Paula Creamer has played in four Solheim Cups and she adores the event. But Killeen Castle in 2011 still hurts.
The American was out first in the singles on the final day – but was crushed 6 and 5 by Catriona Matthew.
The USA went on to suffer a 15-13 defeat – Creamer’s first reverse in US colours – and she admitted: “It was one of the hardest things I had to go through.
“I had a tough loss. Catriona played great but I felt I had let the team down.”
Cristie Kerr also has painful memories of two years ago. She had to pull out of the singles with a wrist injury.
“No one knows what I went through to play that week and then not to play singles,” she said. “It’s given me a little extra motivation.”
For Michelle Wie, the extra incentive is to prove Captain Meg Mallon was right to hand her a wild card.
“I really wanted this,” said the 23-year-old as she looked forward to a third successive appearance. “I’m so happy and feel great.”
Wie, surrounded by controversy in so much of her career, has brought attention recently with a rather unusual putting style. She bends over like a table-top.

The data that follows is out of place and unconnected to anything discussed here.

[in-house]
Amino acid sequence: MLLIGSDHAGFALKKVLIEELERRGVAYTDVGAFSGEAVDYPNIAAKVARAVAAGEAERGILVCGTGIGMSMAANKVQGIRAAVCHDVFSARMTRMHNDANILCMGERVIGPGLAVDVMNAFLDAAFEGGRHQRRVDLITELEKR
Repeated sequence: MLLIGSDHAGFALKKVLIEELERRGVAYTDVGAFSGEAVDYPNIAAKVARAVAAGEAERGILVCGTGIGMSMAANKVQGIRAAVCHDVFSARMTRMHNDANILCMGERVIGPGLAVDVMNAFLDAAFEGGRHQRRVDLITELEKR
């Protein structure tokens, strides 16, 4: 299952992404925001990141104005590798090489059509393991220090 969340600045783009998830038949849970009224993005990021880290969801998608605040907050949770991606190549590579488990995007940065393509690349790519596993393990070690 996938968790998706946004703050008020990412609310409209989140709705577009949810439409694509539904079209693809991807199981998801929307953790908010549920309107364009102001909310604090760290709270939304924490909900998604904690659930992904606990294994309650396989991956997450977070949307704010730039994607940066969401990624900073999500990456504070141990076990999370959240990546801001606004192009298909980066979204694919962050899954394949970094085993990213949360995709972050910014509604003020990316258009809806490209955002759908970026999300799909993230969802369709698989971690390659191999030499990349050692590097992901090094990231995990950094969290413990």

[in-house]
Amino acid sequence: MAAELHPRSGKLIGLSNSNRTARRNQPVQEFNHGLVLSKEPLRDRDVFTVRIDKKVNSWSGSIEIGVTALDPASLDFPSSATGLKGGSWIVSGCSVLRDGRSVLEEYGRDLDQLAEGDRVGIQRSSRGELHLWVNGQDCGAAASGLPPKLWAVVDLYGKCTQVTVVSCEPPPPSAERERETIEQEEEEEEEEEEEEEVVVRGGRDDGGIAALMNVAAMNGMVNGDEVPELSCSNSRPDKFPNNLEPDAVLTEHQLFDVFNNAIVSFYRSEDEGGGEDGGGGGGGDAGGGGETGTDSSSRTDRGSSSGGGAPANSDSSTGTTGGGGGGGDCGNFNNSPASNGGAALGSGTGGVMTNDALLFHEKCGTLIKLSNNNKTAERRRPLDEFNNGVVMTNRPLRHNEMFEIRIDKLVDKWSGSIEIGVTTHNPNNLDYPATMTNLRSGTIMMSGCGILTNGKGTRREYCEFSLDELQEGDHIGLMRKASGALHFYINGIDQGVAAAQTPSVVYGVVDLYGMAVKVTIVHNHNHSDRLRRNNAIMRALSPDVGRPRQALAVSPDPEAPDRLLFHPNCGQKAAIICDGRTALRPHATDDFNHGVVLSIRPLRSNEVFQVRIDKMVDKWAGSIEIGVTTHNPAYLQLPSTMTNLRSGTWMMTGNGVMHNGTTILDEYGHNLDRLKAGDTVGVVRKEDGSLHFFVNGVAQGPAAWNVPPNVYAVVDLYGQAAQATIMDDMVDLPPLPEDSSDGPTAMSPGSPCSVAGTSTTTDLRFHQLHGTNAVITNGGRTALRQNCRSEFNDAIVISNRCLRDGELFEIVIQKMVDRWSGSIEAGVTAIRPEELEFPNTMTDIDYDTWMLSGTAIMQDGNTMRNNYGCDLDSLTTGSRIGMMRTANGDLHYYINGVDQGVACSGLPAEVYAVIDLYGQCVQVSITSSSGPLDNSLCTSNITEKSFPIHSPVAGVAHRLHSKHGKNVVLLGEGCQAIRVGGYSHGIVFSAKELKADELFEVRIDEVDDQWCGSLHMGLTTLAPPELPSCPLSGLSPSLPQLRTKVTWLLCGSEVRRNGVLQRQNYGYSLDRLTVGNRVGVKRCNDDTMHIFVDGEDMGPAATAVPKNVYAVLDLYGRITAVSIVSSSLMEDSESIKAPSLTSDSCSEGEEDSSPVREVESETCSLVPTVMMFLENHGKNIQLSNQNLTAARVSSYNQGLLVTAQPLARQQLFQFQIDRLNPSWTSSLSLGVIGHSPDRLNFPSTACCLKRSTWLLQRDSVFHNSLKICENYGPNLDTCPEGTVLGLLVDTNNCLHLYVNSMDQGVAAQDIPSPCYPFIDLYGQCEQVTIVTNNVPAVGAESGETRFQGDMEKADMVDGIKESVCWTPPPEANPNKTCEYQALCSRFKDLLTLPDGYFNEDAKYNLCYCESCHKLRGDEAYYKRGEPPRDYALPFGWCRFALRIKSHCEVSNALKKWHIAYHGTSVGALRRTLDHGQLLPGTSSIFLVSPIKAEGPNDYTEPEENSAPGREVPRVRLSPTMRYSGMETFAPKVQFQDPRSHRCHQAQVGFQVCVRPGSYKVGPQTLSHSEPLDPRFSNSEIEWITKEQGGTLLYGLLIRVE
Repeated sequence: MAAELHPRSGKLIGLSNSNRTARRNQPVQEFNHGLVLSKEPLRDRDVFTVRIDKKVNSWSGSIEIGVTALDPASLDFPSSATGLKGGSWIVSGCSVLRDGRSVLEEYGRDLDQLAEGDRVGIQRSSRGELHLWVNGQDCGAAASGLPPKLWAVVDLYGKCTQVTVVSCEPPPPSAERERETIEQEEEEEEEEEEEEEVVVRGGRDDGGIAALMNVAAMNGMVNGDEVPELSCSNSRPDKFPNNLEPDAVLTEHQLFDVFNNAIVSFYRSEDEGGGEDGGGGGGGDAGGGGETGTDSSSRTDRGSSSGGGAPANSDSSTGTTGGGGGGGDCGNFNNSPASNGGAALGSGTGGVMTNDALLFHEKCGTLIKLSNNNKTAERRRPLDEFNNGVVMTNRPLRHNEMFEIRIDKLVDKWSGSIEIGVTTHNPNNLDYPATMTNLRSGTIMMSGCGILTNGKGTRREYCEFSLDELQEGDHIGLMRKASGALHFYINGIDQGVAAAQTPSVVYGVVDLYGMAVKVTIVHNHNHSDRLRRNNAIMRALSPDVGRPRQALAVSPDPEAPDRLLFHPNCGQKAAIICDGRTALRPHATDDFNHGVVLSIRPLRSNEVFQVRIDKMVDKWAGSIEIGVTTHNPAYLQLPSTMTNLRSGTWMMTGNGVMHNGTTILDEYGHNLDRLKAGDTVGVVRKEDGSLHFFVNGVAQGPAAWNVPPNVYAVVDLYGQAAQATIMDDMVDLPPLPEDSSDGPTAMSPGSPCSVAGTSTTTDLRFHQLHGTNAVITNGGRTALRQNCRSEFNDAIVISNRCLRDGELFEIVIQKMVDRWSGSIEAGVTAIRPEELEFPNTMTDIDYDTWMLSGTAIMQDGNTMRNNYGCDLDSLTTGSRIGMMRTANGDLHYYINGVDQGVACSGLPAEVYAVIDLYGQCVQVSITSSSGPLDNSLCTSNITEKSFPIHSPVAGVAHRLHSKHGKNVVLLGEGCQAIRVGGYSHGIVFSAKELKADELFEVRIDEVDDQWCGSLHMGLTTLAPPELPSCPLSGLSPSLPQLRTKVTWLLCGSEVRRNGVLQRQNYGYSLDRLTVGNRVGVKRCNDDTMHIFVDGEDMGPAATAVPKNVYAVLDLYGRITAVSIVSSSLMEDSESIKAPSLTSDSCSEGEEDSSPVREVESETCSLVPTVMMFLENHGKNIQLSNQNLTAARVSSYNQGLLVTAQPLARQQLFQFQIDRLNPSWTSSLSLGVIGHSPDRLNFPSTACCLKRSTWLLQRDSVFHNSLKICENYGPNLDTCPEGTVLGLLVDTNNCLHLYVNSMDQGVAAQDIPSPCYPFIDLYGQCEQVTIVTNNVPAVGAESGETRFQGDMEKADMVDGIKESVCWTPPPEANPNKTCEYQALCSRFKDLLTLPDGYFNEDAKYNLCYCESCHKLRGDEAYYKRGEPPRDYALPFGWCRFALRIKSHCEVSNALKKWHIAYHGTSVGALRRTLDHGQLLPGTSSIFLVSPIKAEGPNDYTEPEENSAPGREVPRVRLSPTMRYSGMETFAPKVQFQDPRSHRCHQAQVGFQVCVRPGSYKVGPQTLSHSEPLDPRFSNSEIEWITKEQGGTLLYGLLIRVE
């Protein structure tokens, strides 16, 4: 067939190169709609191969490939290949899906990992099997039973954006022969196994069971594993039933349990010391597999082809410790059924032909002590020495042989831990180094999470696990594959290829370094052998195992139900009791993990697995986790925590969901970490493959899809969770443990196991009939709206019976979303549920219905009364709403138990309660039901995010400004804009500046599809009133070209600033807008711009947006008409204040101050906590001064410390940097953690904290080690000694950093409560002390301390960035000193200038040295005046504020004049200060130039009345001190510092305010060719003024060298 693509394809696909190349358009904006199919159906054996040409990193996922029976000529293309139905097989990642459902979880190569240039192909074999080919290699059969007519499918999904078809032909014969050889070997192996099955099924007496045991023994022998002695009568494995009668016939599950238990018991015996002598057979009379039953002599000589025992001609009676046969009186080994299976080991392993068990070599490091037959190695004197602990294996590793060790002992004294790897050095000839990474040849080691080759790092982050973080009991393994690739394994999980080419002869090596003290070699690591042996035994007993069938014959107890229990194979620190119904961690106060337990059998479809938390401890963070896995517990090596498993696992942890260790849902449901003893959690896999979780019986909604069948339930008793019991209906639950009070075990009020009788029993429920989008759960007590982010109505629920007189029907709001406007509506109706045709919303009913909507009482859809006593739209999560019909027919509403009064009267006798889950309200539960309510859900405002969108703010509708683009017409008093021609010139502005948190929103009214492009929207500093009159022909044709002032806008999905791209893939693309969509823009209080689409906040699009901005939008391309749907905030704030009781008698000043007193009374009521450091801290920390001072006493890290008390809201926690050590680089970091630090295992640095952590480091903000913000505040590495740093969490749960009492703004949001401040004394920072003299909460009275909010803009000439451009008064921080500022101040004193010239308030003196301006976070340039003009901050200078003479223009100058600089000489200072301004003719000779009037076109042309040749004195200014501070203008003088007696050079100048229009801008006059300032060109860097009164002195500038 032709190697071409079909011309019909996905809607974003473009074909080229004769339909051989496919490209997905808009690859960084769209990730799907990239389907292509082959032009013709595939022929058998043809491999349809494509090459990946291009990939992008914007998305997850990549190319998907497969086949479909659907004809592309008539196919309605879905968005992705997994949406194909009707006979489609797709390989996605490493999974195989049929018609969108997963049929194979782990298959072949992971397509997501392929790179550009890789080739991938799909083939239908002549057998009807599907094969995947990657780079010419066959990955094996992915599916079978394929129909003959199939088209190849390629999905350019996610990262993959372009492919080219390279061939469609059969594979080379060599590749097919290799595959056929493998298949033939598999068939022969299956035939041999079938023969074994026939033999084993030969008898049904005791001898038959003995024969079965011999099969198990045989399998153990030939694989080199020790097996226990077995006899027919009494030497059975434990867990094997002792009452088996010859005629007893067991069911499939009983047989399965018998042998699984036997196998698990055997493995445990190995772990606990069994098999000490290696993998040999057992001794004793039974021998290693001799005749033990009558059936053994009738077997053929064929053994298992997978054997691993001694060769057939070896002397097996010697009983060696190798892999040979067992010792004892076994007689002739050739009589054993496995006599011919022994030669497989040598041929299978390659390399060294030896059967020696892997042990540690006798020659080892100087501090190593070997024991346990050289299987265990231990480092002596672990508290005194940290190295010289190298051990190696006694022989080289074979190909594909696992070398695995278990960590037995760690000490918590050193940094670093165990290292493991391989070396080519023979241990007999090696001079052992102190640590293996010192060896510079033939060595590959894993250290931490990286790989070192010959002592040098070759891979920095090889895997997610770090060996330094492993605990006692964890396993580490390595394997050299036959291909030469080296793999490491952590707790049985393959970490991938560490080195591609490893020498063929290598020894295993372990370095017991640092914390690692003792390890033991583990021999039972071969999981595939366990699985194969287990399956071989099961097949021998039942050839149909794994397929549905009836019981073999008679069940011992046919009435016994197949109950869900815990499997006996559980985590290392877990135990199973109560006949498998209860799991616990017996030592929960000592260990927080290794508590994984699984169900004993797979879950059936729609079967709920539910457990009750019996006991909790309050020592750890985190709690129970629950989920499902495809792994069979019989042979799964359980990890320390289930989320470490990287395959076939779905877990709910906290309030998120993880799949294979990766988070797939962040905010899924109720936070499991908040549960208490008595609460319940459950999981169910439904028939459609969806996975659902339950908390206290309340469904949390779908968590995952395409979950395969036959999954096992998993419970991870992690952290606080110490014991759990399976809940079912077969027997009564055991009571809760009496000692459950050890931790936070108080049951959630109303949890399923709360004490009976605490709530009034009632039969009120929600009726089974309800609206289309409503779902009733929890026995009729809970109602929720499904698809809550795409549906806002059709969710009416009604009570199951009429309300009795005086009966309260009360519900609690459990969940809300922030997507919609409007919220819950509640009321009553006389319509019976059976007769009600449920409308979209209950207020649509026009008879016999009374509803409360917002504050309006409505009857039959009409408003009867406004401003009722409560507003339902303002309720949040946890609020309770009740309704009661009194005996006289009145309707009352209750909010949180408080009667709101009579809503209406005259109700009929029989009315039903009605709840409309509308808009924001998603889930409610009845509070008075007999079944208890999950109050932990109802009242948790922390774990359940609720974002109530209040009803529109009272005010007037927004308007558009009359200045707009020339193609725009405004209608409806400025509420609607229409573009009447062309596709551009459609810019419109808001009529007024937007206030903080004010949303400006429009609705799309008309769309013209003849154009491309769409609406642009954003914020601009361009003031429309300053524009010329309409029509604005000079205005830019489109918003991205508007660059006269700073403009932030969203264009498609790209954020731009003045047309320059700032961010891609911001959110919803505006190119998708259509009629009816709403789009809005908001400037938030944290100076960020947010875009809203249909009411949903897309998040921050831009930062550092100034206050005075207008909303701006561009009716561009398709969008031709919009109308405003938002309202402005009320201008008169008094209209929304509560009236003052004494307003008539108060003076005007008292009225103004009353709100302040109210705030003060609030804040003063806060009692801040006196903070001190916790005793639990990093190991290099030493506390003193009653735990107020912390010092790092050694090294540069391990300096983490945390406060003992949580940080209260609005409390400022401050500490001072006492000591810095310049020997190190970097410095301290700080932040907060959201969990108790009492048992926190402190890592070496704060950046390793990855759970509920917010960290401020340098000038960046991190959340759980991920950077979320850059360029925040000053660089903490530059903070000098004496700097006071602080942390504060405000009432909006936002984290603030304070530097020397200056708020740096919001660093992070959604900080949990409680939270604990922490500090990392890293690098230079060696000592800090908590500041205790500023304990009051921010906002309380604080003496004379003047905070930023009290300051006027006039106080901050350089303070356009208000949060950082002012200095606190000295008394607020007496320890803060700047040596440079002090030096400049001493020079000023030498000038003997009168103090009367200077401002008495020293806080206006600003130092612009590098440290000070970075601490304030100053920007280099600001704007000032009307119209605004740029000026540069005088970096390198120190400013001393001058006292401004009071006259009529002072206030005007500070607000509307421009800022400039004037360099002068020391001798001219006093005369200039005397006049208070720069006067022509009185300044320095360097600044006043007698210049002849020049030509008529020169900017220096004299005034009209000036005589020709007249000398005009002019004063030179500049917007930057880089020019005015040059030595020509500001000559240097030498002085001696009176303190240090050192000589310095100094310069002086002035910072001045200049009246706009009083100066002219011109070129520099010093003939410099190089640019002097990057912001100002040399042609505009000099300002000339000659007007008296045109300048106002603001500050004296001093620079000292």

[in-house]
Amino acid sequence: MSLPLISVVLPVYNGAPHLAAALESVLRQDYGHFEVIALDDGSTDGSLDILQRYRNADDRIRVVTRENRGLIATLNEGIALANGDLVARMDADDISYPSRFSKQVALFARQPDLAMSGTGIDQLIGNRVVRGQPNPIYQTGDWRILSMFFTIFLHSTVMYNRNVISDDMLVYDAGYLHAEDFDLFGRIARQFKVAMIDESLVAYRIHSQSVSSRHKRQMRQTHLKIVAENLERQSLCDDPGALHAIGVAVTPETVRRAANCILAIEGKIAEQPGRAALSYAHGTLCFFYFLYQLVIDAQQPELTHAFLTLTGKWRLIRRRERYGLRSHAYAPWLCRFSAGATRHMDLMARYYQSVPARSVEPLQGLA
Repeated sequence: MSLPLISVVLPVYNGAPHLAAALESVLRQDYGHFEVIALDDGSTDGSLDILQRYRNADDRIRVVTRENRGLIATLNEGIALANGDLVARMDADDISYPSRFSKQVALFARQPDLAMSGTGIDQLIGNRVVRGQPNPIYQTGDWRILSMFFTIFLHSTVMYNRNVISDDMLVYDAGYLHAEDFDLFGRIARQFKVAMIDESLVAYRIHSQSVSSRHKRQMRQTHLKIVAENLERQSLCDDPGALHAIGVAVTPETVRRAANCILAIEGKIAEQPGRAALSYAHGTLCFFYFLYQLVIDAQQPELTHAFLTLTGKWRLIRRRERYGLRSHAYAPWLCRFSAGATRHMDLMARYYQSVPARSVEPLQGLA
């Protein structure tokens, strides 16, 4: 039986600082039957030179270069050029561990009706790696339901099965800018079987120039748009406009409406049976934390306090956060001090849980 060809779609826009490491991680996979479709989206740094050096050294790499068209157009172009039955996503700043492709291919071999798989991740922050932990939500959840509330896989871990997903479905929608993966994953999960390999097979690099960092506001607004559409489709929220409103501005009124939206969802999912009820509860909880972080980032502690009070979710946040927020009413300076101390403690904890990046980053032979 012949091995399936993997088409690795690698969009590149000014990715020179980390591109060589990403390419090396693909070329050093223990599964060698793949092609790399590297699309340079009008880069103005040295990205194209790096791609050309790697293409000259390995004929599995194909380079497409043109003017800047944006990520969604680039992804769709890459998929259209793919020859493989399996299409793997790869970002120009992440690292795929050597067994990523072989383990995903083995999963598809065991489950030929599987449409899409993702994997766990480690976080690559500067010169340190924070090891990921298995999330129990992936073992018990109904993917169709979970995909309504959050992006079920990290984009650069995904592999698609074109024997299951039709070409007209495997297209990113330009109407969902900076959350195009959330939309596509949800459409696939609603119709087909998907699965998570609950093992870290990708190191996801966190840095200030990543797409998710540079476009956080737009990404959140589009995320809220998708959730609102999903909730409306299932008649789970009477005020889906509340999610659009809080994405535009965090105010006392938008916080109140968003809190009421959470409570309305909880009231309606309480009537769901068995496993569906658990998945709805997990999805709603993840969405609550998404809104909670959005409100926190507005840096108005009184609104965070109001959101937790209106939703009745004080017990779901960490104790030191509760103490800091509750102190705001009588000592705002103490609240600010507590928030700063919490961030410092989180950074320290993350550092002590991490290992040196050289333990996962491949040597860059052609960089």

“But I don’t care what I look like as long as the putts go in,” she said. “And the stats prove me right.”
Jessica Korda, 20, and Lexi Thompson, 18, are the two youngest members of team USA. Both have won on Tour and exude the confidence of youth.
“I feel pretty calm so far,” said Thompson, the youngest ever US Solheim player. “This Solheim has been a goal of mine for the past two years so it’s great to be here.”
All the US players acknowledge the help of the home fans – they have already turned out in thousands to support the cause.
Mallon has also come in for unanimous praise. “I’ve always idolised Meg,” said Kerr, the most experienced member of the US side. “When she speaks, you listen.”
The 35-year-old played in practice with strapping on her right elbow – but she dispelled any injury worries.
“It’s tendonitis, but it’s fine,” she reassured. “In fact, it’s the best it’s been all year.”